California Department of Fish and Wildlife

Burke’s Goldfields (Lasthenia burkei)

Amsinckia grandiflora

Lasthenia burkei, CDFW Photo by Patrick Moeszinger

Amsinckia grandiflora

Lasthenia burkei CDFW illustration by Mary Ann Showers, click for full-sized image

Burke’s goldfields is listed as a California endangered plant species, which means that killing or possessing the plant is prohibited by the California Endangered Species Act (CESA). The species is also listed as endangered under the federal Endangered Species Act. Burke’s goldfields is a small annual herb that grows in vernal pools and swales. Most occurrences have been found in the Santa Rosa Plain area of Sonoma County, but population records also exist from Napa, Lake, and Mendocino Counties. At the time of this webpage posting, the California Natural Diversity Database reported 28 occurrences of this species that are presumed to still exist, however many of these occurrences have not been observed in several years. Burke’s goldfields sometimes occurs with Sonoma sunshine (Blennosperma bakeri) or Sebastopol meadowfoam (Limnanthes vinculans), which are also listed as endangered under CESA and the federal Endangered Species Act.

Populations of vernal pool plants such as Burke’s goldfields are typically discontinuous and fragmented due to differences in climate, substrate, and topography, and are often restricted to very specific habitats and locations. These factors, coupled with urbanization and the conversion of land for agriculture, endanger many California vernal pool species with extinction. The biggest threat to Burke’s goldfields continues to be urban development and conversion of land to viticulture or other intensive land uses, and the resulting habitat fragmentation. Burke’s goldfields is also sensitive to land use changes that cause variations in hydrology and the duration of vernal pool inundation. Burke’s goldfields is threatened by increased runoff, frequent disking of land, breaking of the vernal pool hardpan, and activities that allow competing plant species to become established. Other threats include manipulation of normal gene flow resulting from restoration work, buildup of thatch in previously grazed areas, and the effects of climate change.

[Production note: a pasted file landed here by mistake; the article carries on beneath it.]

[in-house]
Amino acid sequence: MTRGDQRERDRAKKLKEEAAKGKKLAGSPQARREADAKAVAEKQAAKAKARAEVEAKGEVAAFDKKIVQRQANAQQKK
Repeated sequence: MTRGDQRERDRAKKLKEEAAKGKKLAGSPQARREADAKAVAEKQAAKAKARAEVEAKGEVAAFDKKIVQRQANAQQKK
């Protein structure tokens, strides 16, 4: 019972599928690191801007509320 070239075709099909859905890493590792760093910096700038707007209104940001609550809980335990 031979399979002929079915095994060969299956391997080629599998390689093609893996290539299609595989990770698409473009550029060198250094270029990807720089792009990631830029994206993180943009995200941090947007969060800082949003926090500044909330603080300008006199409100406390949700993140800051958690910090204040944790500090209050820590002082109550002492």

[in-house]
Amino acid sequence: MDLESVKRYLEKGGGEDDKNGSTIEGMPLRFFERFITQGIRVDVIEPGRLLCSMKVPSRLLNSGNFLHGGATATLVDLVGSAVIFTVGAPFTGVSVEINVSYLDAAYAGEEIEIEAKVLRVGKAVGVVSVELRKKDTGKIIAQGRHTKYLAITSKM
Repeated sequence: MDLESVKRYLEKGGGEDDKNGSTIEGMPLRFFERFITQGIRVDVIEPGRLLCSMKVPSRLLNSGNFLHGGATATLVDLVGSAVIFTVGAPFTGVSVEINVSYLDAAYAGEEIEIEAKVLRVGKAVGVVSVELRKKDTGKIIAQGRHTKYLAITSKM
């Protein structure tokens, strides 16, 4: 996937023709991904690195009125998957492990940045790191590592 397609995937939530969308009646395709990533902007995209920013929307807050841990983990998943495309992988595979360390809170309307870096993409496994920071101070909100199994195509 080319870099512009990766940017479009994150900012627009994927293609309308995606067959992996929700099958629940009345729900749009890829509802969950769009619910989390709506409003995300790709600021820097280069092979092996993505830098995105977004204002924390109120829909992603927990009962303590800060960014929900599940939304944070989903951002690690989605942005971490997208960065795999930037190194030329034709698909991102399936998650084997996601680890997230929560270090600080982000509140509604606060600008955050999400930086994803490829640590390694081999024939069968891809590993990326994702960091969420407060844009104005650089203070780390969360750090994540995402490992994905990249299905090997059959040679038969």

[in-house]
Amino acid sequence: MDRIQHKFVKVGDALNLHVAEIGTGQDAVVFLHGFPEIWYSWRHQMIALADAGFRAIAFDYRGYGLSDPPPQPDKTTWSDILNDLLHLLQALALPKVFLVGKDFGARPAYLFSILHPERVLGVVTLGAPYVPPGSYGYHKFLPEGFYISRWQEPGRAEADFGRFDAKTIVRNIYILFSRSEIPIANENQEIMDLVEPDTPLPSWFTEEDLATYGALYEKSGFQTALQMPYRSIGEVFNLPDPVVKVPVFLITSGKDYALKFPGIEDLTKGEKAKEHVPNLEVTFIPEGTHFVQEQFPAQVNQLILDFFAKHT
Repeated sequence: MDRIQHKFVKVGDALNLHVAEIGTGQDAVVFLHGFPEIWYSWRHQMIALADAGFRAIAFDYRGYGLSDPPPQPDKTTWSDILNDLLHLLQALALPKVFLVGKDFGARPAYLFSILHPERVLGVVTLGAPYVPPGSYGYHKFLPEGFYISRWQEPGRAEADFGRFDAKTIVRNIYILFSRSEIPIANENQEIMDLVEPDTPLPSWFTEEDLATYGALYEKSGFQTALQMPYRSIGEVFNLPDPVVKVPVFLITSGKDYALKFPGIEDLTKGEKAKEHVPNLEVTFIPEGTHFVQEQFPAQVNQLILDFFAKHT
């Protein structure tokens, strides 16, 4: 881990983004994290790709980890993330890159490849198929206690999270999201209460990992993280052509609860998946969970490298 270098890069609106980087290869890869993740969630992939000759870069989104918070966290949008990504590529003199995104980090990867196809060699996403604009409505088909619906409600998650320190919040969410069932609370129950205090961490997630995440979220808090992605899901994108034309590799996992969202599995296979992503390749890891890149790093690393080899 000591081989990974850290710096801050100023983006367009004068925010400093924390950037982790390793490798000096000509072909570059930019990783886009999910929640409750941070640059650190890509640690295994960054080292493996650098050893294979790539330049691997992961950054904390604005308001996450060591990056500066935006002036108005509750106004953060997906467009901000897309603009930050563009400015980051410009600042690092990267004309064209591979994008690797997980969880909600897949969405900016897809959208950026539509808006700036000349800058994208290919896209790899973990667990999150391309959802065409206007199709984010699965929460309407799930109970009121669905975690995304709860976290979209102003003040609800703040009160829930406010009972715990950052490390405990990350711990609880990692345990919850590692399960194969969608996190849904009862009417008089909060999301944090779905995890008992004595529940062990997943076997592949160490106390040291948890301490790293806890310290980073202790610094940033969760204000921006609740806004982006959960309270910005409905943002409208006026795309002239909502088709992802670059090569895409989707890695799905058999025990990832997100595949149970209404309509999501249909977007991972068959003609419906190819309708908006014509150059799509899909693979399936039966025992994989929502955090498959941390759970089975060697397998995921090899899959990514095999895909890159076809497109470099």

Although work has already begun to conserve this species, further action is necessary to aid conservation of Burke’s goldfields. Remaining natural populations of Burke’s goldfields should be protected and new populations should be established that do not negatively affect existing natural populations. Non-native plant species that compete with Burke’s goldfields should be managed, and effective weed eradication measures that do not harm Burke’s goldfields should be researched. Populations of Burke’s goldfields should be monitored using standardized protocols, and research into the habitat requirements, reproductive ecology, gene flow, seed bank dynamics, and the long-term viability of restoration sites should be conducted.

CDFW has participated in the following Burke’s goldfields studies and papers with funding through the Cooperative Endangered Species Conservation Fund or other mechanisms:

CDFW may issue permits for Burke’s goldfields pursuant to CESA, and you can learn more about the California laws protecting Burke’s goldfields and other California native plants. Populations of Burke’s goldfields occur in CDFW’s Bay Delta Region. More information is also available from the U.S. Fish and Wildlife Service Species Profile for Burke’s goldfields.

Updated 6/24/14


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